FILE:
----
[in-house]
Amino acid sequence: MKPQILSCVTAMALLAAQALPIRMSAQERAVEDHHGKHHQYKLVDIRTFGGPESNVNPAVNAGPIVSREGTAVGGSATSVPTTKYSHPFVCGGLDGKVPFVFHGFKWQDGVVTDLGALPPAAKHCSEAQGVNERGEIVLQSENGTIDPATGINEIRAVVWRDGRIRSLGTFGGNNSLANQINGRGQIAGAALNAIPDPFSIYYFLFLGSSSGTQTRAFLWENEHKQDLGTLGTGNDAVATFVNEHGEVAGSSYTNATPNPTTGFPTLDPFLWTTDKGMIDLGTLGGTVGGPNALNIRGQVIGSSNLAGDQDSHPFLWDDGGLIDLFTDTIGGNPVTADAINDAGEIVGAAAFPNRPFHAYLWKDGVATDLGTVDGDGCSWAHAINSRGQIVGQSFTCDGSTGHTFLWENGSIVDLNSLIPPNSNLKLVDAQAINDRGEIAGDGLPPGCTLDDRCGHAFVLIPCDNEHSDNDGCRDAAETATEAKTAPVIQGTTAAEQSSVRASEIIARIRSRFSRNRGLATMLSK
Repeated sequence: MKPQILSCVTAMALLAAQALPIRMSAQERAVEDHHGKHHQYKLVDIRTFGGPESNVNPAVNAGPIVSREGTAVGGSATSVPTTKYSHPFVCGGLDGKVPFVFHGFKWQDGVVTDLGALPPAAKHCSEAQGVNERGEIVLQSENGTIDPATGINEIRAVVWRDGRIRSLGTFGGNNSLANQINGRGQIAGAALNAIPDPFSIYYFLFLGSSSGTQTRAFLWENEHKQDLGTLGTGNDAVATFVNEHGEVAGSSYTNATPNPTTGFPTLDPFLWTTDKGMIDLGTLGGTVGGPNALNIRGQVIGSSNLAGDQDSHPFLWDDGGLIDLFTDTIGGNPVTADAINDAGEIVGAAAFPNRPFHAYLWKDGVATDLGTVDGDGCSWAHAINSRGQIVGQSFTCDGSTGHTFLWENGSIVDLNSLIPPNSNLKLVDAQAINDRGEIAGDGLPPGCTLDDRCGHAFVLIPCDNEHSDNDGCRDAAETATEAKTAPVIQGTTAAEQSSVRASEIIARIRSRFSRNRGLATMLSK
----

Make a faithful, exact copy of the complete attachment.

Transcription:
[in-house]
Amino acid sequence: MKPQILSCVTAMALLAAQALPIRMSAQERAVEDHHGKHHQYKLVDIRTFGGPESNVNPAVNAGPIVSREGTAVGGSATSVPTTKYSHPFVCGGLDGKVPFVFHGFKWQDGVVTDLGALPPAAKHCSEAQGVNERGEIVLQSENGTIDPATGINEIRAVVWRDGRIRSLGTFGGNNSLANQINGRGQIAGAALNAIPDPFSIYYFLFLGSSSGTQTRAFLWENEHKQDLGTLGTGNDAVATFVNEHGEVAGSSYTNATPNPTTGFPTLDPFLWTTDKGMIDLGTLGGTVGGPNALNIRGQVIGSSNLAGDQDSHPFLWDDGGLIDLFTDTIGGNPVTADAINDAGEIVGAAAFPNRPFHAYLWKDGVATDLGTVDGDGCSWAHAINSRGQIVGQSFTCDGSTGHTFLWENGSIVDLNSLIPPNSNLKLVDAQAINDRGEIAGDGLPPGCTLDDRCGHAFVLIPCDNEHSDNDGCRDAAETATEAKTAPVIQGTTAAEQSSVRASEIIARIRSRFSRNRGLATMLSK
Repeated sequence: MKPQILSCVTAMALLAAQALPIRMSAQERAVEDHHGKHHQYKLVDIRTFGGPESNVNPAVNAGPIVSREGTAVGGSATSVPTTKYSHPFVCGGLDGKVPFVFHGFKWQDGVVTDLGALPPAAKHCSEAQGVNERGEIVLQSENGTIDPATGINEIRAVVWRDGRIRSLGTFGGNNSLANQINGRGQIAGAALNAIPDPFSIYYFLFLGSSSGTQTRAFLWENEHKQDLGTLGTGNDAVATFVNEHGEVAGSSYTNATPNPTTGFPTLDPFLWTTDKGMIDLGTLGGTVGGPNALNIRGQVIGSSNLAGDQDSHPFLWDDGGLIDLFTDTIGGNPVTADAINDAGEIVGAAAFPNRPFHAYLWKDGVATDLGTVDGDGCSWAHAINSRGQIVGQSFTCDGSTGHTFLWENGSIVDLNSLIPPNSNLKLVDAQAINDRGEIAGDGLPPGCTLDDRCGHAFVLIPCDNEHSDNDGCRDAAETATEAKTAPVIQGTTAAEQSSVRASEIIARIRSRFSRNRGLATMLSK